Once the right RNA is identified, it is this delivery mechanism that makes the difference, and GreenLight is investing a lot of capital in exploring the many ways to get the job done.

Stopping varroa mites early

In honey bees, the process of dispersing RNA in a form that will stop the destructive varroa mite brings new ideas to the application.

The Varroa destructor mite has become the scourge of the beekeeping industry. Linked to colony collapse disorder and other challenges plaguing beehives, the mite clings to the bee, consuming energy from the animal – but also bringing other diseases.

Controlling the varroa mite is a challenge – due to the size of the bees, and also because insecticides that could stop the mite could injure the bee. There are targeted insecticides at work on the market, but GreenLight is relying on some of the intellectual property acquired from Bayer to innovate in controls.

The company has identified an RNA that will stop Varroa mites. But how to deliver it? While the final approach is still under development, the company’s approach is taking a different turn from that currently on the market.

“This mite is like a fist-sized lump on your chest, connected and injecting disease,” Singleton explains. “The current controls are working with this adult mite on the bee, which means the bee may already be infected with a disease.”

The GreenLight approach reaches varroa mites very early; in fact, in the brood cell with the larvae before they hatch. “We can introduce RNA to control varroa mites in bees using sugar water,” Singleton explains. “The bee uses this material to create brood food for this hive cell, and the RNA is there.”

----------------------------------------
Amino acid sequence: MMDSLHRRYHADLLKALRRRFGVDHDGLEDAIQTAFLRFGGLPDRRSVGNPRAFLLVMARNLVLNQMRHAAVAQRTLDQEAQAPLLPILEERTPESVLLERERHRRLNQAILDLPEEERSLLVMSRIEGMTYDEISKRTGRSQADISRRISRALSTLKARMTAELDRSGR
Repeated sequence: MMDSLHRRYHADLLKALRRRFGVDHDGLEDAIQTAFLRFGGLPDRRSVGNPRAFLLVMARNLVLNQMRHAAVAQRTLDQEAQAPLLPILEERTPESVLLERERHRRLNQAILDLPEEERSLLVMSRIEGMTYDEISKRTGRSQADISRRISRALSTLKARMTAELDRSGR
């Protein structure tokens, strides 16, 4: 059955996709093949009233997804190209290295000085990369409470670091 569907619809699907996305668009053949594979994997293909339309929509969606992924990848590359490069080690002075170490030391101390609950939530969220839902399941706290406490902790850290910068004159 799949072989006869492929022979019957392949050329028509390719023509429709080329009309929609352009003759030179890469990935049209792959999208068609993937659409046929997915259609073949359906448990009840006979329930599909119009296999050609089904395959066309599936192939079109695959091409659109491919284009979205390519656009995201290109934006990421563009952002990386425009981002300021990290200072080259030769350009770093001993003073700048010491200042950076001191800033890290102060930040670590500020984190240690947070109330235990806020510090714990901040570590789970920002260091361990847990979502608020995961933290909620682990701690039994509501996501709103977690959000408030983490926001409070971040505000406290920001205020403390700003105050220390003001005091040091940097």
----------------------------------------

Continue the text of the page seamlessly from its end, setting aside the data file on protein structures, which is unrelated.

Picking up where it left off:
The RNA present stops the varroa mite before it can attach itself to the bee, thereby improving the health of the hive and preventing the spread of disease. The Varroa Varroa product will be next on the regulatory review list, following the CPB product review.

Faster on the market

Singleton remembers when obtaining the genome of a plant or animal was an expensive chore. Today, genome information is readily available for a wide range of crop pests and diseases. The key is to identify the RNA mechanism that will work against the pest.

He adds that identifying the right RNA tool means finding the one that works on the target but has no impact on non-target pests, like beneficial insects.

While insects and disease are a key target for RNA, there are other potential uses for the technology, but it will take time. Singleton notes that the targeted nature of this technology has been positively received by regulators. “We’re not just a CPB company – crossing our fingers the EPA will give us its approval early next year.… The speed at which we can go from an idea to a product that works is very, very fast, ”he said. said. “We are treated like organic, [EPA] classified RNA as a biomolecule, and it is a food product. “

He explains that the behavior of the product – it disappears in the environment and leaves no residue in the soil or water – makes the regulator’s job very easy.